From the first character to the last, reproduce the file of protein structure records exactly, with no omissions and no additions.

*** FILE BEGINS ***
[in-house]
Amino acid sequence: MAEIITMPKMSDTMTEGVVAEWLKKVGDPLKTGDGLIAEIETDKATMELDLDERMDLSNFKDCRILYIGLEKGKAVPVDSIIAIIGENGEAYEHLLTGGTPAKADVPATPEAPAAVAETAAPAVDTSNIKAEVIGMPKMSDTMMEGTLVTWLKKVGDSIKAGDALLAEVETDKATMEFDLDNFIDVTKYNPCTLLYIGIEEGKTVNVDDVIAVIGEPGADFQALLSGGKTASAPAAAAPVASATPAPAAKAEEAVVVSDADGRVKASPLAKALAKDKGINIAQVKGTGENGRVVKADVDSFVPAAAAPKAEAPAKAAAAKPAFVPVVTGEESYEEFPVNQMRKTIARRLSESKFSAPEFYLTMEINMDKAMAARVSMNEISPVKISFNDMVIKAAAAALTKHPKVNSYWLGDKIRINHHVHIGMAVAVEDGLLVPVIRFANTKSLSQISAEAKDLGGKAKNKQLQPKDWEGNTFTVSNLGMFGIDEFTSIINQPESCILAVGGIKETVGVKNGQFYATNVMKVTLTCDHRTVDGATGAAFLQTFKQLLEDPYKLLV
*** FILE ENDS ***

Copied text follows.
[in-house]
Amino acid sequence: MAEIITMPKMSDTMTEGVVAEWLKKVGDPLKTGDGLIAEIETDKATMELDLDERMDLSNFKDCRILYIGLEKGKAVPVDSIIAIIGENGEAYEHLLTGGTPAKADVPATPEAPAAVAETAAPAVDTSNIKAEVIGMPKMSDTMMEGTLVTWLKKVGDSIKAGDALLAEVETDKATMEFDLDNFIDVTKYNPCTLLYIGIEEGKTVNVDDVIAVIGEPGADFQALLSGGKTASAPAAAAPVASATPAPAAKAEEAVVVSDADGRVKASPLAKALAKDKGINIAQVKGTGENGRVVKADVDSFVPAAAAPKAEAPAKAAAAKPAFVPVVTGEESYEEFPVNQMRKTIARRLSESKFSAPEFYLTMEINMDKAMAARVSMNEISPVKISFNDMVIKAAAAALTKHPKVNSYWLGDKIRINHHVHIGMAVAVEDGLLVPVIRFANTKSLSQISAEAKDLGGKAKNKQLQPKDWEGNTFTVSNLGMFGIDEFTSIINQPESCILAVGGIKETVGVKNGQFYATNVMKVTLTCDHRTVDGATGAAFLQTFKQLLEDPYKLLV